Monday, April 30, 2012

slow and steady wins races

Everybody loves fast.  We cheer for the fastest runner, and we want our team to draft the fastest player.

We also want our life changes to be fast.  We want to lose 30 pounds by next weekend.  We want to get out of debt... now!  We want an extreme home makeover, or to pimp our ride, or whatever else - can you just get it done over the weekend?!

I'm not saying fast is bad; I like fast just as much as you do.  The trouble is that most people only have a limited amount of resources - time, money, and energy, available.

It wouldn't be too difficult to lose 30 pounds very quickly, if you could dedicate your life to that particluar goal, without having to worry about little things like going to work or "dealing with" your family.  Is it any wonder the contestants on NBC's The Biggest Loser all lose significant weight?  They get to put their real lives on hold while they focus 100% on losing weight.

And as for that extreme home makeover, no problem.  Just bring in a good contractor and designer, give them a 6-figure budget, and get out of the way.  Your house will look fantastic when you get back from vacation!

Some people out there are able to do it.  They're in the right place in their life, where they're able to put huge amounts of energy into the goal at hand.  Most of us, however, are not so fortunate.

The good news is that the same end results are possible, you just need to slow down.

Losing 30 pounds in a month or two would be amazing.  But wouldn't it also be amazing to lose 30 pounds over the next year? Imagine the difference next spring, when instead of shopping for pool party cover-ups you're excited to hit the beach! And that's only 2.5 pounds per month - totally do-able! 

Even better - the longer, slower process will only require you to make small, slow, modest changes to your current life - changes which won't impact every other part of your life, and which you can continue to maintain for years to come.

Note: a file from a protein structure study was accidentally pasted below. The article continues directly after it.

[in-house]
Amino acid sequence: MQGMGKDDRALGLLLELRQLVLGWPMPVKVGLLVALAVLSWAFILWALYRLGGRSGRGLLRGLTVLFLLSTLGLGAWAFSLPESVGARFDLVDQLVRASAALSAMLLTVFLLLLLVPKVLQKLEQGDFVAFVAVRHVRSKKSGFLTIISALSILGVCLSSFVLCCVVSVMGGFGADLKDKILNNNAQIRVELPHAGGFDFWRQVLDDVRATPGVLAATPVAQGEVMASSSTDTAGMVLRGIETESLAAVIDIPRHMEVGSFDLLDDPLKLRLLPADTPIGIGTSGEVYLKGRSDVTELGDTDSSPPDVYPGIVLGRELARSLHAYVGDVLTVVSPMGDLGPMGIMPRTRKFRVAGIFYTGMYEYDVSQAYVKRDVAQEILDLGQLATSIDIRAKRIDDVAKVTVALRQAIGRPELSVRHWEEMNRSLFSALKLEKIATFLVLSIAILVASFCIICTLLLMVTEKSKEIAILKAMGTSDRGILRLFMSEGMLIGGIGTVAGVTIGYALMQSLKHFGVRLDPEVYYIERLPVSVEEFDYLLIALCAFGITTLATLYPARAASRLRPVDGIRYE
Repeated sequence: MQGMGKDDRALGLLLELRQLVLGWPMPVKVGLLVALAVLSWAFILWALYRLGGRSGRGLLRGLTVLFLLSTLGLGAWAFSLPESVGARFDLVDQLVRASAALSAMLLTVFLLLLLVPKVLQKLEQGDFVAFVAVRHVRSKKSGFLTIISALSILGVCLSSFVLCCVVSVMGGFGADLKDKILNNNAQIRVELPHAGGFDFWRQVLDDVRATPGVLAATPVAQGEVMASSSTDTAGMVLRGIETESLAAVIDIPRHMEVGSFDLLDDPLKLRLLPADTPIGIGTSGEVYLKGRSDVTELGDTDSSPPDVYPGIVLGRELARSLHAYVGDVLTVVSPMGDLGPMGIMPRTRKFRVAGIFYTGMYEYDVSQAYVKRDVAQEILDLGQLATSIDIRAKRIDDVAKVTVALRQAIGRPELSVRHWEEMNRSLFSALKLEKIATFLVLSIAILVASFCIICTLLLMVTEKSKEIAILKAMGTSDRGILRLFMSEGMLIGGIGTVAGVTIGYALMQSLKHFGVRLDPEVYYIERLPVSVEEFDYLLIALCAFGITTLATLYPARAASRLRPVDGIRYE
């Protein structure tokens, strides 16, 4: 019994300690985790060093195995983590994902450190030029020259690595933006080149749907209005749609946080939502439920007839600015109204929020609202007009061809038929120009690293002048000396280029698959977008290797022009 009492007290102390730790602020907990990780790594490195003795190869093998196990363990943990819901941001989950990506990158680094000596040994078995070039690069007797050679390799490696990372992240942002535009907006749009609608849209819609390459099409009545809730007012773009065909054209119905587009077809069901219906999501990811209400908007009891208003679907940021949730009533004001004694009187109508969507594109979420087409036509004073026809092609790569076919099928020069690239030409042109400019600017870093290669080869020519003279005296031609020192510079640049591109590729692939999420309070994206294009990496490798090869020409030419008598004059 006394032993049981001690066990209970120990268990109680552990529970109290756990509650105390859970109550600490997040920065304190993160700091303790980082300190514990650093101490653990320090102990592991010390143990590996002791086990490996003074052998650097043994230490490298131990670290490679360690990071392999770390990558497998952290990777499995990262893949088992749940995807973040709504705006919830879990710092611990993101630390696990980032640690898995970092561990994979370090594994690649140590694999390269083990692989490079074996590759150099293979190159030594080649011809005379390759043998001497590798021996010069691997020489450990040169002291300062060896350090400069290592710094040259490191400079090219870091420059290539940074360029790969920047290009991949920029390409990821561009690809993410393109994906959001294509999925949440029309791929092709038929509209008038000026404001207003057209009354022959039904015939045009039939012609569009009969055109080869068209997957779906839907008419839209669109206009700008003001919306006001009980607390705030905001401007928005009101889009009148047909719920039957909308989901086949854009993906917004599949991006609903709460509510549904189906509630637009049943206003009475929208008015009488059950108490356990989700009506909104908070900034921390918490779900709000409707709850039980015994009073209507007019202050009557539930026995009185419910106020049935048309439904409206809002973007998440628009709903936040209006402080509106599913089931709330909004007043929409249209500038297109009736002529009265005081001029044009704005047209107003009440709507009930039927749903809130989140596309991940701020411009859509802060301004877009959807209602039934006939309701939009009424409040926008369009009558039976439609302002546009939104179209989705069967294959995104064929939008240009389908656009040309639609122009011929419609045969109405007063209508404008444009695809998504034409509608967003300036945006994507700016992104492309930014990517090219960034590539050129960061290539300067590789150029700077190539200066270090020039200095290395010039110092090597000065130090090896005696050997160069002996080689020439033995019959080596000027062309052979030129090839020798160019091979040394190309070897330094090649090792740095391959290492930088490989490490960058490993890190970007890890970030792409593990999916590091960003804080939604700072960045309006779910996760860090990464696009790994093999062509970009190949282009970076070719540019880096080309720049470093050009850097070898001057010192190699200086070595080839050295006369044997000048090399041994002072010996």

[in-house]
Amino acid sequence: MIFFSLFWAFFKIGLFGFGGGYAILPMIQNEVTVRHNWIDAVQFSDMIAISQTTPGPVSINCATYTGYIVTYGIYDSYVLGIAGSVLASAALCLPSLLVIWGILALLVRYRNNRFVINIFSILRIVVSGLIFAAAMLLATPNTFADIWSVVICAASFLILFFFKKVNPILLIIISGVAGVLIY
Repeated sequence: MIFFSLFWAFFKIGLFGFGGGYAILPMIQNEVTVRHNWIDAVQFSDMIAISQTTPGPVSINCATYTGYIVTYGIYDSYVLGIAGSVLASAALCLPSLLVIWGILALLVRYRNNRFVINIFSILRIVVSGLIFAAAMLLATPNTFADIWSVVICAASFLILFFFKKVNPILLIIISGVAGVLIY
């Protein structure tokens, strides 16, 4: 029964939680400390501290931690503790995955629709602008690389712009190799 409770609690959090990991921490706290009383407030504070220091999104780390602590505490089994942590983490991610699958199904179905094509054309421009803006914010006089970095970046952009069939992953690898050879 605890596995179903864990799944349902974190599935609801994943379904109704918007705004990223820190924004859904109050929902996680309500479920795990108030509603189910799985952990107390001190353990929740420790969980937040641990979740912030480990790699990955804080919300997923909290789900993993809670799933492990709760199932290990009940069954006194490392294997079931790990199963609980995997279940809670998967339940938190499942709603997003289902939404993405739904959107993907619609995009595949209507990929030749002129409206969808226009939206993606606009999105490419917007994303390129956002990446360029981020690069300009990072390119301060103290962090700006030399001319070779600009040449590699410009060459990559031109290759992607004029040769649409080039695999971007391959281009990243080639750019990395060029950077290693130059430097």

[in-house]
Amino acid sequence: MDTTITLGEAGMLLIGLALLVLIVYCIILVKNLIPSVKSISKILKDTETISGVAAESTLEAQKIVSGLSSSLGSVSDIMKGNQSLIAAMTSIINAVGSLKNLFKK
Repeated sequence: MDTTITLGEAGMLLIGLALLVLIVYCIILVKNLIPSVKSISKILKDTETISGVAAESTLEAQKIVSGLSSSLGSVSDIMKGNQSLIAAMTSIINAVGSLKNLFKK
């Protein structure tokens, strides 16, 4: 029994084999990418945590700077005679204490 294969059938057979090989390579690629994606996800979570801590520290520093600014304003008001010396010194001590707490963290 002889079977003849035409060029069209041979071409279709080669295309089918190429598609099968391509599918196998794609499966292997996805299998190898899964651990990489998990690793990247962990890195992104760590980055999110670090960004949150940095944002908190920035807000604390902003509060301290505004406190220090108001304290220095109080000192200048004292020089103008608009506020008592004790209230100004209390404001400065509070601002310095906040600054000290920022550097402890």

The same can be said for life changes in many other disciplines.

Did you want to read more books this year, but you can never find time to curl up without any distractions and power through a few chapters?  Try reading a mere 5 pages a night.  By the end of the year you'll have read about 1,800 pages - 6 full books, give or take!

Did you want to get stronger this year, but you can't find time to get to the gym everyday?  Try doing 15 push-ups in the mornings and evenings.  By year's end you will have done over 10,000 push-ups! (and anyone who can do 10,000 push-ups has to be pretty strong, right?)

The same holds true for learning something new - whether a foreign language or art history or playing the guitar.  20 minutes of practice each day leads to more than 120 hours over the course of a year. For reference, a typical college course includes about 50 hours of classroom instruction.  (I don't know about you, but I only paid attention for about a quarter of the classroom hours!)  The reality is you can learn the equivalent of 2 or 3 college courses this year by using the slow & steady method, 20 minutes a day.

Look - fast is cool.  Fast is sexy.  Fast sells.  But slow & steady works.  Slow & steady fits into your hectic life, wedged perfectly between getting the kids out the door in the morning, running errands at lunch, and getting home in time to cook dinner.  Slow & steady wins races over the long term.

-Chris Butterworth


  1. I was so happy to read this article. I am badly out of shape and decided to get back into shape slow and easy. I set my timer for 1 hour and when the timer goes off, I go up and down my 14 basement steps once. Once done, I set the timer again. My legs are getting weak and I thought this would be a good way to get strength back. Before I was just guessing that this little bit of exercise would help, now I know I am on the right track.

    1. Page - That's AWESOME, and a great way to get started. Your process sounds an awful lot like Leo Babauta's "1000 Cuts" program - which is definitely worth a read..

      I'm betting that over time those stairs are going to get easier - maybe a couple weeks from now, maybe a couple months? Remember to keep upping the ante, so your body is actually getting challenged.

      I'd love to hear back from you in a few months to see how it's going..